Knowing how to keep grass free of broadleaf weeds is a key aspect of lawn care.
Broadleaf weeds are perhaps the main problem in home lawns. Apart from them being unsightly, the nature of their growth habit often means that sunlight to the grass is reduced and turf is smothered. In parts of Australia where warm season grasses are the common lawn turf, the problem is exacerbated as the broadleaf weeds tend to actively grow in the cooler months, the very time warm season grass growth slows or stops, rendering them helpless to compete against the smothering growth of broadleaf weeds. Weeds also tend to compete for soil moisture and nutrients, compromising the resources available to the turf plant.
Broadleaf weeds can be grouped into perennial weeds (grow season after season) and annual weeds (emerge, grow, flower, seed and die in one season). The nature of their life-cycles dictates the preferred control strategies to remove the weed.
Perennial weeds are often a challenge to control as they will have tubers, taproots or rhizomes for energy storage which, coupled with their general stress resistance, often requires several herbicide applications for effective control. Specialised seeds and dormancy periods also make control more challenging.
Examples: creeping oxalis (Oxalis corniculata, pictured below), white clover (Trifolium repens, main picture above) and cat’s ear (Hypochoeris radicata).
Annual weeds do at least offer the opportunity for a proactive turf manager to apply pre-emergent herbicides, preventing the weeds appearing in the first place. Dealing with annuals post emergence will require regular spraying as the plants will continue to germinate and emerge over an extended period.
Examples: cape weed (Arctotheca calendula), bindii (Soliva sessilis) and chickweed (Stellaria media).
Plantains are a common and slightly unusual group of weeds, in that they contain both annual and perennial species.
There are a number of key factors in broadleaf weed control, outlined below.
Choice of product
Selecting the correct product is key, with a wide range of products available (both targeted and broad spectrum products). Correct weed identification and knowledge of the type of turf grasses present (to avoid phytotoxicity issues or damage to the turf) is vital for success.
Targeting weeds at the seedling stage is ideal, though this can often be difficult as germination of many species is staggered over the growing season. As such, multiple applications are often required to gain effective control over a weed population with post-emergent herbicides.
A combined approach of pre- and post-emergent herbicides is generally the most effective for annuals, though timing preventative applications for perennials is more difficult when existing weed populations are present.
Water quality can impact herbicide performance.t cannot be assumed that town water is suitable – sometimes it can be quite hard with a pH of up to nine. Reading the label is important in order to understand whether water characteristics are critical for a particular product. Furthermore, to reduce the potential impact of water quality on the herbicide, avoid leaving pre-mixed herbicide solutions in a tank for more than 3-4 hours.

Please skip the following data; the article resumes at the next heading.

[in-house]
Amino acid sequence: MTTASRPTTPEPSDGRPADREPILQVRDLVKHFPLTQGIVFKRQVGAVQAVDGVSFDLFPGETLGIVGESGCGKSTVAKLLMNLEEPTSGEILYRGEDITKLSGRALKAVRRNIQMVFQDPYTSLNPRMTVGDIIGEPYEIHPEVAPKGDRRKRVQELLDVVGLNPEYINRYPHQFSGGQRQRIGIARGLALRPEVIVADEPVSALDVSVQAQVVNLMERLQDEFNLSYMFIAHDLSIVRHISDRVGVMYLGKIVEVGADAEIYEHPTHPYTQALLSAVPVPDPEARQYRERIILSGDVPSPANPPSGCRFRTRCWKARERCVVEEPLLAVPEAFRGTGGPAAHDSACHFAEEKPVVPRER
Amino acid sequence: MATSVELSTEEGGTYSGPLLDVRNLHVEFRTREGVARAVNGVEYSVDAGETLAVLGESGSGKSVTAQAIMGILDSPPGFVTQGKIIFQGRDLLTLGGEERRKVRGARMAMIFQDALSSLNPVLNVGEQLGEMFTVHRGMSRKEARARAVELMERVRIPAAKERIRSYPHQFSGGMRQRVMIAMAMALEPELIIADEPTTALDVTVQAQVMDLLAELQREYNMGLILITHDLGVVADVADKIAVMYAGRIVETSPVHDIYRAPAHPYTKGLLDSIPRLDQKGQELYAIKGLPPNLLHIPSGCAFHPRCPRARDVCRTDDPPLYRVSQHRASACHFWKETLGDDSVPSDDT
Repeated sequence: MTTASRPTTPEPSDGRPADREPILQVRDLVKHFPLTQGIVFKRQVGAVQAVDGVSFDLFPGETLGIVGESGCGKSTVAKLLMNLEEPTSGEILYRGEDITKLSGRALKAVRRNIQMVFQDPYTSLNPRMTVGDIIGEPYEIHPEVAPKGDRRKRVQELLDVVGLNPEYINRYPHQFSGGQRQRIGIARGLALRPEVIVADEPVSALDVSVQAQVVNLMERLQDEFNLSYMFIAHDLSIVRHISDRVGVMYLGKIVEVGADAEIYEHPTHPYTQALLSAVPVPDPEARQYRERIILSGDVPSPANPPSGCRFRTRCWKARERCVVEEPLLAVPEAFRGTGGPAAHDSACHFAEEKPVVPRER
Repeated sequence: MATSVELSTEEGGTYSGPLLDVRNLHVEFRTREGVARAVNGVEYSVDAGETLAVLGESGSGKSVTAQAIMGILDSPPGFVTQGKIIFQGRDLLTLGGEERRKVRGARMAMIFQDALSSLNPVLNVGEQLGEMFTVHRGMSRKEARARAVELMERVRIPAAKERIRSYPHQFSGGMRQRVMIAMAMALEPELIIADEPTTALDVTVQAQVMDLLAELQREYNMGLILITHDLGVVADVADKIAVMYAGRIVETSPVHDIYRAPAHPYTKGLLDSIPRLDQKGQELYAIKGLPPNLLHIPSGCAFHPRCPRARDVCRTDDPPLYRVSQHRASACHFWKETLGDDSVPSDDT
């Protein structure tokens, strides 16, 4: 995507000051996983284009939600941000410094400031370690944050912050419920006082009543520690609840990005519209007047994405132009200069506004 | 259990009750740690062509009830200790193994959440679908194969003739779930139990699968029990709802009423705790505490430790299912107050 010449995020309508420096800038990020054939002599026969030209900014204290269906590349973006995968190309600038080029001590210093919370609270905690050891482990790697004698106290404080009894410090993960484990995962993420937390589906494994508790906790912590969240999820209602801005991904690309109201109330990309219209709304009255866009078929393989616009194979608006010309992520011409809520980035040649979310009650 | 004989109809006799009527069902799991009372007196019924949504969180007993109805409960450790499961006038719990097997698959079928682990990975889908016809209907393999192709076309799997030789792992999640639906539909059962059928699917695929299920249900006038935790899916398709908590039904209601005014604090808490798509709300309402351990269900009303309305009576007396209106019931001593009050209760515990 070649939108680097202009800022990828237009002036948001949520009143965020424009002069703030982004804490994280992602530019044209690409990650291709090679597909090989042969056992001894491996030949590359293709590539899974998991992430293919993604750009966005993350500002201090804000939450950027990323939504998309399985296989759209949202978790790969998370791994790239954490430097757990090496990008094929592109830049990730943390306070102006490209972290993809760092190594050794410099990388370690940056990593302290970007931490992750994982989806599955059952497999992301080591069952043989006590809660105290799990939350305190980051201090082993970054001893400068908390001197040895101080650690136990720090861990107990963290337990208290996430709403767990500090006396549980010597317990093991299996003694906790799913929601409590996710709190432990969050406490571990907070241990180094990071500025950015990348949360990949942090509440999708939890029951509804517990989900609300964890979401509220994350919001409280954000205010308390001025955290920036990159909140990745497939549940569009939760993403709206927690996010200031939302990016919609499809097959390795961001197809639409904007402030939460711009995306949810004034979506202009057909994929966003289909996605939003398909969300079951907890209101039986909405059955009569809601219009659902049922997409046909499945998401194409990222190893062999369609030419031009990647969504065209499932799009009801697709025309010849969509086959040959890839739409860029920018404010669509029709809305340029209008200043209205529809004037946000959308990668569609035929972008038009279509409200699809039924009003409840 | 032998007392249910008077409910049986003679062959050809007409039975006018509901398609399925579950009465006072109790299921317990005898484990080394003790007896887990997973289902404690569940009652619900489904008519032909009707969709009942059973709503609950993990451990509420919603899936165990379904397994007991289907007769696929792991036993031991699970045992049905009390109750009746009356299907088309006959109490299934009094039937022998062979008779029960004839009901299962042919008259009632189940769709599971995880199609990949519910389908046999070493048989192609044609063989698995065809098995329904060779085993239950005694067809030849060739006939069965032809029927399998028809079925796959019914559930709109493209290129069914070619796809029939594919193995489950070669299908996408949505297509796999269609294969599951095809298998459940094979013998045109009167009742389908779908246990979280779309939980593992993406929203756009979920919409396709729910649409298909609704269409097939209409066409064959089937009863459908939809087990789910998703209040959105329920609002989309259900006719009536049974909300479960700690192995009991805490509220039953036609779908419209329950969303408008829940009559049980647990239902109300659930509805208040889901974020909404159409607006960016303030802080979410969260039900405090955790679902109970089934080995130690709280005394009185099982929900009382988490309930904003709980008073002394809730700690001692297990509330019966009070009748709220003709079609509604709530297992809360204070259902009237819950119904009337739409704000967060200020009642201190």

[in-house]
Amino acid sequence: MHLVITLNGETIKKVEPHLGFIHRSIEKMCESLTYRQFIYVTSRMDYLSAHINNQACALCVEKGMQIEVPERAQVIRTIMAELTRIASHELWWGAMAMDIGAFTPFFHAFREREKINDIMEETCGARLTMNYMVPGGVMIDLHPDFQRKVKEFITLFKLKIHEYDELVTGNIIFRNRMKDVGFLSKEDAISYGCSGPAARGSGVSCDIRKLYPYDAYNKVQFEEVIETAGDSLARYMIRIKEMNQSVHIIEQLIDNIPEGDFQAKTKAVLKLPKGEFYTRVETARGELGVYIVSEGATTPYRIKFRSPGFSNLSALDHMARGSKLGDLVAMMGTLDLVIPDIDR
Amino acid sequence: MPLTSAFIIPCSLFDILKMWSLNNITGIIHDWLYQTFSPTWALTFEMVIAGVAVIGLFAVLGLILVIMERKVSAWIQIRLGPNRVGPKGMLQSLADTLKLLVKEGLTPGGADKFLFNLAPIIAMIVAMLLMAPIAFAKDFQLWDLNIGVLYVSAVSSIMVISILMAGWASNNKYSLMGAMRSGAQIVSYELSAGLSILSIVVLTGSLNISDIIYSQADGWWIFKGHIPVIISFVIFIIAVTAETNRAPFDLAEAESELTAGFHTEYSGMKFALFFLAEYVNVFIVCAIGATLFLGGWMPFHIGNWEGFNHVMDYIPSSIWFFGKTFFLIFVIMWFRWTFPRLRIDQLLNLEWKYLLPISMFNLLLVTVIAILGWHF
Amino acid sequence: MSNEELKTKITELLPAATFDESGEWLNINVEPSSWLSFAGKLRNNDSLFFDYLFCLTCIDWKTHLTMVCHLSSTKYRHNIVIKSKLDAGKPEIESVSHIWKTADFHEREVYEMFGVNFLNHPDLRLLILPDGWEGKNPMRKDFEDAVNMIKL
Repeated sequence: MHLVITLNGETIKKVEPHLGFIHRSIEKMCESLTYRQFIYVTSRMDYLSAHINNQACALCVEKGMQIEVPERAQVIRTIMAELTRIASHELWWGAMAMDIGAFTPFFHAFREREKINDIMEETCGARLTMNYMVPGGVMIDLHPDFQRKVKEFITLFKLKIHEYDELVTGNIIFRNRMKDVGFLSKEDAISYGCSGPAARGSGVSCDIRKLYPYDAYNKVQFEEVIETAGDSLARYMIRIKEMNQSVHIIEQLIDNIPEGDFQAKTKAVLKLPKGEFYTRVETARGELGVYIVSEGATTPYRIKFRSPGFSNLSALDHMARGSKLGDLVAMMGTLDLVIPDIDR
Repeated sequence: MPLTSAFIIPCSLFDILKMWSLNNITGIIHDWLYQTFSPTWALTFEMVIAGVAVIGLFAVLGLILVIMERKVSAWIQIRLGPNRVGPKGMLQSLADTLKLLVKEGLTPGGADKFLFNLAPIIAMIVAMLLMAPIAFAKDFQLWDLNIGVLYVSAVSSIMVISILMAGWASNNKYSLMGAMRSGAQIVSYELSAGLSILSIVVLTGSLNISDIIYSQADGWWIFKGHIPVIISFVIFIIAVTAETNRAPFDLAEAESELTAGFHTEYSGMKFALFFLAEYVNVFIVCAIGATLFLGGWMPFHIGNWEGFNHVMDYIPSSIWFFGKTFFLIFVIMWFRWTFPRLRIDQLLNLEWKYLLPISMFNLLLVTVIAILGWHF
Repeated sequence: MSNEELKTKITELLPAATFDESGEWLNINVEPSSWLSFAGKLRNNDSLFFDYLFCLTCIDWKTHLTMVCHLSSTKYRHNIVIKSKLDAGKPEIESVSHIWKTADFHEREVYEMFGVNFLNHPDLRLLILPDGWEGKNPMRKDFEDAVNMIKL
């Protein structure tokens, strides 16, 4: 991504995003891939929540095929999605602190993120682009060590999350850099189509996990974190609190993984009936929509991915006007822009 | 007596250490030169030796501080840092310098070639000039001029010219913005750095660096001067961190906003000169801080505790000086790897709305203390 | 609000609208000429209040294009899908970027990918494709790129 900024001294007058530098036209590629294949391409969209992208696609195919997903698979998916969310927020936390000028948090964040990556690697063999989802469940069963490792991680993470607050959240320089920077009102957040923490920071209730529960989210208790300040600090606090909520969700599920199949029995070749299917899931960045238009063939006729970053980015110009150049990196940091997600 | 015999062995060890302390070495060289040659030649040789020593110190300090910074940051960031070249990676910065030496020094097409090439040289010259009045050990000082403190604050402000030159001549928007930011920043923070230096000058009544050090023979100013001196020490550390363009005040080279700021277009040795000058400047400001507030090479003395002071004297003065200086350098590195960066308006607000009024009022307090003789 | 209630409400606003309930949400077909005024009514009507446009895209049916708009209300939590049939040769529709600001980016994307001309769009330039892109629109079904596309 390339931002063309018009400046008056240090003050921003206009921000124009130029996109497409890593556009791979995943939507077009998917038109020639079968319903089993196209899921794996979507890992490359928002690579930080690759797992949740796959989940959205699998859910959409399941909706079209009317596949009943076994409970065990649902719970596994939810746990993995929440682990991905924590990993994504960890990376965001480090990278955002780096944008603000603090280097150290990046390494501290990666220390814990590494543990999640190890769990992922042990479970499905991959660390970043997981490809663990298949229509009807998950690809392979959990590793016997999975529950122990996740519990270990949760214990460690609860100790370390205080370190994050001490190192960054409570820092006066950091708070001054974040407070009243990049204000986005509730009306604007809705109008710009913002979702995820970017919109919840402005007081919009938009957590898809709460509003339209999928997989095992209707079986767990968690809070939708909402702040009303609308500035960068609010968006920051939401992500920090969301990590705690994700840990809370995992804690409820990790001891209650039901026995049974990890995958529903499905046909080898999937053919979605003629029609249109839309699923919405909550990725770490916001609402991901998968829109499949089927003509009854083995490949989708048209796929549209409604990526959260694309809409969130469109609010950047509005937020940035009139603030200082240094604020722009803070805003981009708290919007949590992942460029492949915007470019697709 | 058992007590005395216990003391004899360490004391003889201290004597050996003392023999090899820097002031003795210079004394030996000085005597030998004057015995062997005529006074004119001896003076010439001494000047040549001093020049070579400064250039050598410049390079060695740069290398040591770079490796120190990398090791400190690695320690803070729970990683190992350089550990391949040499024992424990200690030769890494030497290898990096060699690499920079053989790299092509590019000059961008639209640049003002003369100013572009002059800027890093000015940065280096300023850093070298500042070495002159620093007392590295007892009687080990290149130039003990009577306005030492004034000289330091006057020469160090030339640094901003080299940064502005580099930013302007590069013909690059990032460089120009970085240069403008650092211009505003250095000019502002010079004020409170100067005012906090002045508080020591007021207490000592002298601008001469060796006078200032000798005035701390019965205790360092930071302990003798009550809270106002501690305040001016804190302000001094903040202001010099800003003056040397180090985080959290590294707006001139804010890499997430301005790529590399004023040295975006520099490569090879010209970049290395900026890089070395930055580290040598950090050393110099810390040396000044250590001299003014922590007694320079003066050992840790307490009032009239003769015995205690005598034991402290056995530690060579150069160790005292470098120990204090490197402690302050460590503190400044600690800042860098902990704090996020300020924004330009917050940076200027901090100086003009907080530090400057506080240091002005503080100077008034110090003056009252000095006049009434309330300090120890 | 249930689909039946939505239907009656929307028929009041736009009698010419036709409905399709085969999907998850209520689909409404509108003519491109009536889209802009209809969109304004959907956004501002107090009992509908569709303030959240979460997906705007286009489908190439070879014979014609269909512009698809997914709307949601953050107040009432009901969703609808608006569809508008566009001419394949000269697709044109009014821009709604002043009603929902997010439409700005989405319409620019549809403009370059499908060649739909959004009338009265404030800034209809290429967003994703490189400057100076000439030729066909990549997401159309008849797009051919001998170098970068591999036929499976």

Application and spray droplet size
Herbicides can be applied as spot treatment applications or broadcast applications. The choice of application will depend on the target weed, turf grass present and product used. For example, pre-emergent herbicides are used as broadcast treatments as you obviously don’t know where the weeds will emerge, but treatment of persistent perennial weeds may often involve spot applications with a ‘stronger’ or weed-specific application.
The shape of the spray cone is important when considering spot versus broadcast applications, but droplet size is also important for performance. As a rule of thumb, smaller droplet sizes should be used for smaller leafed weeds and larger droplets for larger broadleaf weeds. However, waxy or hairy leaves can also impact the behaviour of spray droplets and in such circumstances the inclusion of a surfactant or wetting agent would be beneficial.
Spray droplet size is also important when considering spray drift and the possibility of causing damage to non-target plants. Small droplet sizes are more prone to spray drift and volatilisation in windy and warm weather. Consideration of environmental conditions before spraying is very important before undertaking herbicide treatments.
Apart from the need to consider weather conditions in respect to potential non-target e ects, the impact of sunlight (UV), rain and irrigation can impact herbicide performance. All of this will depend on the physical characteristics of the herbicide and its mode of action.
For example, rain or irrigation for a foliar absorbed herbicide is obviously detrimental, resulting in the removal of the herbicide from the leaf surfaces. However, if root uptake is required, the product will need to be watered in post application. Application timing can be optimised to negate some of these effects, for example applying only if rain is not forecast or applying late in the day to minimise UV degradation. Adjuvants can be applied to boost performance, such as products to improve rain-fastness, which maximises both the amount of product and time available for foliar absorption.